As auto inventories stabilize, local dealers find some relief while buyers still face high prices

The cars are back.

Or, at least, a little.

Auto dealers in the Twin Cities are reporting a slight increase in their sales lot inventories, with automakers churning out more automobiles than a year ago. This means buyers may have an easier time finding vehicles they like, even if prices remain high.

“Our ability to get vehicles for customers is a little better, and that’s good news for everyone,” said Tom Leonard, president and owner of Fury Motors in St. Paul and vice president of Minnesota. Automotive Dealers Association.

While most Minnesota dealerships still won’t have inventory beyond a 30-day supply for next year, Leonard said, the situation is much better than last year, when news cars were hard to find and people were selling used vehicles for more than their original purchase price.

Unit production and inventories are up from the same period a year ago, according to industry reports.

At the end of the recent third quarter, inventory nationwide was up 44.3% from the start of the year, according to the National Automobile Dealers Association.

Less than one million vehicles were available in the United States at the start of 2022. At the end of September, 1.43 million units were on the ground and in transit, an increase of almost 13% compared to the previous month.

This growth in inventories is explained by the increase in vehicle production. For the recent third quarter, manufacturing output of all vehicles in North America totaled approximately 3.8 million units, an increase of 24.9% over the same three-month period in 2021, according to the Automotive Innovation Alliance.

According to the alliance – a Washington, DC-based advocacy group representing manufacturers producing nearly 98% of new cars and light trucks sold in the United States – production has increased for two consecutive quarters.

It’s a significant turnaround from the previous three quarters that saw output slump largely due to a global shortage of semiconductors, a key component in automobiles and computers.

Although the situation has gradually improved, consumers are still facing high prices and limited selection as the industry catches up with backorders.

Limited supply pushed prices higher. At the end of September, new vehicle prices remained at record highs, with the average transaction price reaching $45,622, an increase of 6.3% from the same month a year ago and the fourth highest of any month on record.

Buyers looking for specific colors or premium packages should be prepared to wait up to 60 days, Leonard said. “We’re probably still a year away on the supply side from reaching full steam.”

Used cars still often sell for as much as new cars, and new cars still take a long time to reach dealerships or be delivered to homes, said Andrew Guthmiller, founder and owner of Car Concierge, a Twin company. Cities that guides buyers. the car buying process.

People who need to buy immediately, he said, are often forced to settle for what’s available, not what they want.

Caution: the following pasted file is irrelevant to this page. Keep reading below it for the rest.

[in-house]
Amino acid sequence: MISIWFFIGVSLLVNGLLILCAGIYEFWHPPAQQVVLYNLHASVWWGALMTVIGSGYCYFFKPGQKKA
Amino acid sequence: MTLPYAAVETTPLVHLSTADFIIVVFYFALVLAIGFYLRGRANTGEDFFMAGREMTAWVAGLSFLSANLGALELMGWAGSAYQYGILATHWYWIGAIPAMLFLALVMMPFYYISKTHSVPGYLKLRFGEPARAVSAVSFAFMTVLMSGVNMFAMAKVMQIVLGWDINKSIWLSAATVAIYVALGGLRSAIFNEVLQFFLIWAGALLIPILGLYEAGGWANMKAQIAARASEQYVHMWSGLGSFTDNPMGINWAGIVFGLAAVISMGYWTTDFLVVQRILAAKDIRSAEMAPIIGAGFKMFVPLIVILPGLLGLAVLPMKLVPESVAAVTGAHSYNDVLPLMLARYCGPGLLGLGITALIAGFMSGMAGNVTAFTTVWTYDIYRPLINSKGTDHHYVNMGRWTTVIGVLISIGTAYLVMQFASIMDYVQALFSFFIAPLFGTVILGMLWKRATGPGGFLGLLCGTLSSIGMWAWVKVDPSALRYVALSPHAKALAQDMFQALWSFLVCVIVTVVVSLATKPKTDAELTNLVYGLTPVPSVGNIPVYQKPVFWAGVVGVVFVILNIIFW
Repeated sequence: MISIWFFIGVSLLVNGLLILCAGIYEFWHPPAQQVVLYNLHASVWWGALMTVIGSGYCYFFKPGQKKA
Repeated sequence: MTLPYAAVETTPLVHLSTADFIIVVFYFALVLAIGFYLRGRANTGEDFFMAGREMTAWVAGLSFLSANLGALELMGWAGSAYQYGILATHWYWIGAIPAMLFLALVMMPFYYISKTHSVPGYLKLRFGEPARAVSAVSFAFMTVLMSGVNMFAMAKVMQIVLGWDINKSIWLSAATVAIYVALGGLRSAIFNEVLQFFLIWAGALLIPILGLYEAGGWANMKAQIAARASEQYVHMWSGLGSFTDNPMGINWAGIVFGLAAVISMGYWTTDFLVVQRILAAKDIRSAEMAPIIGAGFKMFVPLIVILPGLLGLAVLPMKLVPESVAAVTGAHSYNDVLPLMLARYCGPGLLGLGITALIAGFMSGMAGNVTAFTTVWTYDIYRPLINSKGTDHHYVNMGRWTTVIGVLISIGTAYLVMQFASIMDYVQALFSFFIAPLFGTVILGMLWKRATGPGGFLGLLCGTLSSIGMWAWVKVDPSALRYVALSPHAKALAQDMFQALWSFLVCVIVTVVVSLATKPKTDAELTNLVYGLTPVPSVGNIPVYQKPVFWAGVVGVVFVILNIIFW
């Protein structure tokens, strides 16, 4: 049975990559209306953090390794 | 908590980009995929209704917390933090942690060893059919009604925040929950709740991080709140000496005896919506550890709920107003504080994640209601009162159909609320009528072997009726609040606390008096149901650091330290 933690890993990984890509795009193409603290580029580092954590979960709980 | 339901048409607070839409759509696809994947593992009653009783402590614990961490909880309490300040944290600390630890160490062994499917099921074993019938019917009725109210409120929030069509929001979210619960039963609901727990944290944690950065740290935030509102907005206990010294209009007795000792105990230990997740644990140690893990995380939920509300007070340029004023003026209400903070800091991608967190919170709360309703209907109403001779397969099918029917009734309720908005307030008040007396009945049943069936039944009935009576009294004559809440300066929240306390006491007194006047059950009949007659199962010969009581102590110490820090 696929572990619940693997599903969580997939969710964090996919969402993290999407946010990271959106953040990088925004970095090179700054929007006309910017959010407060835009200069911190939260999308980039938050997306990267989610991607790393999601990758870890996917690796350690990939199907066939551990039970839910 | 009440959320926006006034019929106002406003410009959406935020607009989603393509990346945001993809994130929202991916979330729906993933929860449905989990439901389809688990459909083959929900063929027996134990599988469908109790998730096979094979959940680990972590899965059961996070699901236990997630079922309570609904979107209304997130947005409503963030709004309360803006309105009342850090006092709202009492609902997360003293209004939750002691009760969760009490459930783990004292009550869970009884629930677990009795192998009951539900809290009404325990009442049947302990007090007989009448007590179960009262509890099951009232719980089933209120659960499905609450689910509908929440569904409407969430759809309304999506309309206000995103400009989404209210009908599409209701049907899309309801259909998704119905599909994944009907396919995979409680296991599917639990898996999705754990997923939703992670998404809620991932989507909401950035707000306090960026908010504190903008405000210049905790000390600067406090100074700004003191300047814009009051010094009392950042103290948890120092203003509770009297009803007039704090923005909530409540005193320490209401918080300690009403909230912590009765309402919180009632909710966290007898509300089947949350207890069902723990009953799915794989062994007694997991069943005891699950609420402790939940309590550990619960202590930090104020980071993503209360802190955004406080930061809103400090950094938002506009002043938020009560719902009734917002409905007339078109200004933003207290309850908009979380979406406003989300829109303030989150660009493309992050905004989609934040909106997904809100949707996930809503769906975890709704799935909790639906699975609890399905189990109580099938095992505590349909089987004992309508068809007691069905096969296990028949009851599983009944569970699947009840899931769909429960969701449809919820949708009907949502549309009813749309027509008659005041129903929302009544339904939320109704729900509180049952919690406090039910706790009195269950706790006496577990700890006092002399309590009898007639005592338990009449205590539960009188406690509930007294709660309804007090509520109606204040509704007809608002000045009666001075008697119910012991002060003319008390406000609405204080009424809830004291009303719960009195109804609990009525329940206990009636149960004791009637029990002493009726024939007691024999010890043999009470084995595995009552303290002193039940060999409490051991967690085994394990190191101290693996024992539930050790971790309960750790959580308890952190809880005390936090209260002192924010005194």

If a customer is able to travel to pick up a car out of state, they may have better luck, Guthmiller said.

“One of the ways to speed up getting a car is to not stay local,” he said. “While it would be nice to buy a car in Minneapolis, sometimes we can speed it up and find a justifiable price by getting out of the Minneapolis area and into Iowa or Colorado.”

Among Guthmiller’s customers, buyers who buy a particular car have generally already researched the cost and are prepared for the expense. Overpaying for additional dealer services or aftermarket accessories, however, is what buyers want to avoid.

These additional costs can range from $300 to $7,000, Guthmiller said.

“The most important thing is that people have to be patient and take their time, more than ever,” Guthmiller said. “If you rush out and buy at the first opportunity, it’s costing you a lot of money to do it that way.”

Ned Zimmerman-Bence was suddenly forced to decide to buy a new car after someone hit his family’s Volvo while it was parked outside their St. Paul home a few weeks ago. Fortunately, he and his wife own another vehicle, a Toyota.

His wife usually drives the Toyota, so Zimmerman-Bence uses ride-sharing services. As an entrepreneur, his work schedule is flexible. And, as empty nests, he and his wife no longer need a second vehicle to transport their children to school or activities.

With record prices and low supply, Zimmerman-Bence isn’t sure the expense is worth it.

“Why bother paying for a new car and insurance?” he said. “Cost isn’t a huge barrier, but the car sits idle 80% of the time. Why pay $35,000 for something that will stay put and depreciate over time?”

If he had to buy a second car, Zimmmerman-Bence would choose an electric vehicle for the lowest emissions. But, he says, he’s not looking forward to the car-buying process, which he describes as unpleasant and time-consuming. He is also wary of potential maintenance and repair costs.

For the foreseeable future, he will likely continue to use ride-sharing options, he said.